State of West Bengal Vs. Ghusick &
Muslia Collieries Ltd.  INSC 59 (15 March 1985)
MISRA, R.B. (J) MISRA, R.B. (J) REDDY, O.
CITATION: 1985 AIR 840 1985 SCR (3) 352 1985
SCC (2) 715 1985 SCALE (1)454
Bengal Cess Act 1880, Sections 6 and 72.
Coal mine-Percolated water pumped out and
sold-Levy of cess on sale price of water - Whether legal and justified.
Words & Phrases 'Annual net profit
derived from mines'-Meaning of- Section 6 and 72 Bengal Cess Act 1880.
The percolated water of the coal mine of the
respondent-Company was pumped out and sold by the Company to a neighbouring
glass factory which required such water for cooling and other purposes. The
respondent-Company had been selling such percolated water for several years and
was paying cess thereon under the Bengal Cess Act, 1880. However for the year
1958. 59 when the cess authorities assessed cess on this income, the respondent
for the first time claimed exemption from the assessment of cess in respect of
the sale price of water.
The Cess Deputy Collector however disallowed
the claim of exemption treating the amount in respect of sale price of water as
one of the items constituting the annual net profit derived from the mine.
In appeal by the respondent-Company, the
Collector found that the cess levied was not contrary to the provisions of the
Act. The Commissioner dismissed the revision petition, taking the view that the
water which is pumped out to save the colliery from drowning is sold at a vast
profit and therefore it comes within the ambit of the term 'gross earnings' and
as such was liable to cess.A further revision to the Board of Revenue, was also
However, the respondent's writ petition to
the High Court was allowed, and the order levying cess was quashed, holding
that the water discharged from the mine was neither a 'mineral' and also nor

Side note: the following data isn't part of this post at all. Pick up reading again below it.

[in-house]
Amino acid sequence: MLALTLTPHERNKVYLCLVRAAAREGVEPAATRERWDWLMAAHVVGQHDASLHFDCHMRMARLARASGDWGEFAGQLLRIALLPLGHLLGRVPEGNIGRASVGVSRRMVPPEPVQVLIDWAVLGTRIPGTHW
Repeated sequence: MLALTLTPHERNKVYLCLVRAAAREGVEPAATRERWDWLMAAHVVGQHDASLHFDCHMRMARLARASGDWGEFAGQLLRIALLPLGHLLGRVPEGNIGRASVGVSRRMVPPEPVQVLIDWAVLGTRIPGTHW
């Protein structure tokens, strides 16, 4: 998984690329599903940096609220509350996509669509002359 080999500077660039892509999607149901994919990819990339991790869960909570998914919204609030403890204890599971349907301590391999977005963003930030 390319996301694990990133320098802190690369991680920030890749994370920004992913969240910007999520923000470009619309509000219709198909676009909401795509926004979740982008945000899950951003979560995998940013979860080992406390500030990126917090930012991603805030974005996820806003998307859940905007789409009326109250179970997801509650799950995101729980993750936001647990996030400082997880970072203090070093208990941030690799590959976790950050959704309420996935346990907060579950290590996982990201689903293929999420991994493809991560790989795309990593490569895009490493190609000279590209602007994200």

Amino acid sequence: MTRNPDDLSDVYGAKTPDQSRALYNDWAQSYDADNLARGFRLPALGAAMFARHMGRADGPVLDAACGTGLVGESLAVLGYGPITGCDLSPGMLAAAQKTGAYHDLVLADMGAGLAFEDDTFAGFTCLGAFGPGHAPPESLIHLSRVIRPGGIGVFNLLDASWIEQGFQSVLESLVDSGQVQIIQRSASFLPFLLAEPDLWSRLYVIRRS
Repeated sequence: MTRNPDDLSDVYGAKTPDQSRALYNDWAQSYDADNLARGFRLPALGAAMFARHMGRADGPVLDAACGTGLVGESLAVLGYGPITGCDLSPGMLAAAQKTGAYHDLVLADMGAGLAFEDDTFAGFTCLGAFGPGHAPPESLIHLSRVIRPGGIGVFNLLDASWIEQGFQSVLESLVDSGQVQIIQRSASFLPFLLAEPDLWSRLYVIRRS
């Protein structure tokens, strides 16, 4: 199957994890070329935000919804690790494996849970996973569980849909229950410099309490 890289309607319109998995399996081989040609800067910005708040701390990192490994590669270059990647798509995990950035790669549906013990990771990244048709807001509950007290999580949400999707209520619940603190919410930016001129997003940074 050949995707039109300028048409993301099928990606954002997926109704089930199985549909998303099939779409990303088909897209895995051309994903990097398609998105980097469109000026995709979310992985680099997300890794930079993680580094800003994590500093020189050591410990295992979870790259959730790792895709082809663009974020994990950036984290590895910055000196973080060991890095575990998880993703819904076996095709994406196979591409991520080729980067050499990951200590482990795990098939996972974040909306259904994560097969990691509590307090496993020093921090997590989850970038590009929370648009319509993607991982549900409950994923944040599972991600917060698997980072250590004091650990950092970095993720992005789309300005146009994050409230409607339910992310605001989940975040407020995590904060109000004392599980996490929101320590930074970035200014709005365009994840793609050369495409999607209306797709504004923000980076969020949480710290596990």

'land within the meaning of Section 6 of the Bengal Cess Act.
353 Allowing the Appeal of the State to this
Court A ^
HELD: 1. The Cess levied on the respondent-Company
is fully justified by Section 6 of the Bengal Cess Act 1880.
2. There is no doubt that water comes out of
the mine and that water has got to be pumped out from the mine to save it from
being inundated or to enable the working of the mine. But if that water is sold
away for a price and an income derived in that way it cannot be said that it is
not a profit from the mine. [356B-C] 3.A bare perusal of Section 6 makes it
evident that the income derived by the sale of water pumped out from the mine
is a profit from the mine.
4. Section 6 does not make any distinction as
to whether the income is casual or a regular one. [357E] Tata Iron and Steel
Co. Ltd. v. The State of Bihar,  Supp. 1 SCR 199 referred to.
CIVIL APPELLATE JURISDICTION: Civil Appeal
No. 2265 of 1970 From the Judgment dated 10.10.1969 of the Calcutta High Court.
D.N. Mukherji and G.S; Chatterjee for the
H.K. Puri for the Respondent.
The Judgment of the Court was delivered by
MISRA J. The present appeal by special leave directed against the judgment of
the Calcutta High Court dated 10th October, 1969 involves the interpretation of
ss. 6 and 72 of the Bengal Cess Act, 1880 and arises in the following
The respondent-company is the owner of a
colliery situate at Ghusick, Kalapahari within the district of Burdwan. As
usual with C'' the coalmines the percolated water which accumulates in the
colliery has to be pumped out and discharged at the surface to prevent
inundation of the colliery and for proper working of the mine. The percolated
water of the mine of the respondent company was pumped out and sold by the
company to a neighbouring glass factory, the Hindustan Pilkington Glass works
Limited, which required such water for cooling and other purposes The
respondent 354 company by such sale of water received for the year 1958-59 a
sum of Rs 42,073.00, which amount was entered in their profit and loss account
as miscellaneous income, besides the sum of Rs. 5,82,000.00 shown as the sale
price of coal of the said colliery. The respondent company had been selling
such precolated water in the earlier years also and paying cess there on. When